If we had to pay a $100 every time we judged someone there’d be more harmony in the world. Even as an advocate of not judging the book by its cover (Unless we’re talking about TOPIF), I find that I still judge others and form opinions of them far more than I should, and I’m often wrong.
A few months ago I was going to the mall and as I was looking for a parking space I saw this vehicle’s reverse lights come on. I was headed north and she was reversing out of a north –faced spot. So I stopped in all my glee to give her time to reverse out and drive away to make the spot available for me. I noticed that she was having some difficulty reversing though there was a lot of space available for her to do so.
Had to be a woman! That was my first judgment. As I watched in dismay as she tried to reverse and went back into her spot, I thought to myself, hmm, she may think I’m closer to her vehicle than I actually am so let me reverse further freeing up even more space. I reversed about two car lengths. And she still struggled to get out, but finally did make it. She had her teenage son in the back seat and someone else in the passenger seat I could not see.
As she was pulling away she stopped to roll her windows down and I pulled closer as I realized she wanted to tell me something. “No need to be so rude!” she scoffed, which is Canadian for WTF’s your problem! I speak Canadian.
Realizing now that she thought I was pressuring her and not letting her out, I was caught totally off guard that this is what she was thinking the whole time. I shouted back “Oh, I’m sorry, I didn’t realize.” Though really there was enough space to land a jumbo jet between us. I felt really bad that this lady thought I had an attitude, didn’t seem to realize how much space she had, nor realized that in thinking about her situation I reversed even further to accommodate her. She left angry, I left insulted, a bit hurt, and a bit angry and it was all a misunderstanding. If judging my motives would have cost her $100 that would not have happened.
Experiences like that have been making me think more about all kinds of people I have judged. People with tattoos, people who smoke, people who are overweight, people who are loud, people who are hurt over a situation longer than I think I would be, people who are angrier at a situation longer than I think is necessary, people who are happy about movies I thought was crap, and on and on it goes. If I had to pay to judge these people, I would hesitate to do so, and perhaps see the person behind these life choices that are simply different than mine. They’re probably judging me in more or less the same ways.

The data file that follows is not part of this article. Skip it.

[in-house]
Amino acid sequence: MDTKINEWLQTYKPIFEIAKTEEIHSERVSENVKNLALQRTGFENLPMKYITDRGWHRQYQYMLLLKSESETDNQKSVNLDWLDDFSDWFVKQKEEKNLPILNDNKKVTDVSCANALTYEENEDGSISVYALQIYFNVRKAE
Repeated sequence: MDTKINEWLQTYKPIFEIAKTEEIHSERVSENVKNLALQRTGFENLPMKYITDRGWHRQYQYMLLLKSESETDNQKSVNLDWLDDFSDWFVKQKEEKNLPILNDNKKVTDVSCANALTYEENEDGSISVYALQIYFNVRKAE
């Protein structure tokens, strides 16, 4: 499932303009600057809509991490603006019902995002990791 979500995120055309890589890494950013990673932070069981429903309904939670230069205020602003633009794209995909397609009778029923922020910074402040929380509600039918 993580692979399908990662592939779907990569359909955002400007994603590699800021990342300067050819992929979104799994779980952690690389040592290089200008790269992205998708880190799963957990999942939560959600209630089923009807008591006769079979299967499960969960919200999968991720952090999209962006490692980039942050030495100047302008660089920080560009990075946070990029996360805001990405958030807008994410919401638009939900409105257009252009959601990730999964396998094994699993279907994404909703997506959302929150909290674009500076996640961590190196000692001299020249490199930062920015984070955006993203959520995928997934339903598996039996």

Even when someone is doing something that you consider to be unwise, inefficient, uncultured, etc, unless they are hurting others, they have every right to do what it is they are doing. In fact they are fully licensed to do so by the same agency that fully licenses you to make your own life choices. Judge Less.
It seems that in many instances the beginning of judgment comes in the form of annoyance. We get annoyed when we see someone doing or saying something we don’t like. That’s a good time watch out for the appearance of your own personal Judge Joe Brown.
It’s not all about you and your opinion of how the world should be. You only have an opinion of the world because God gave everyone an opinion card. It’s OK if they can’t see what you currently see. You didn’t always see what you see. It’s also OK if they never see it. Everyone’s world isn’t going to be easier in the same ways.
“Be kind for everyone you meet is fighting a battle”
I fell in love with that quote the first time I read that, because I could relate.
It might be impossible to stop judging people and situations all together as we are creatures of habits and our judgment of situations allows us to identify danger and thus take actions of survival, but we probably hurt people more than we help them when we judge their lives. Since I can’t implement a new law charging everyone $100 for the right to judge others, I’ll offer an admonition instead. If you want to live in a more harmonious world, judge less.
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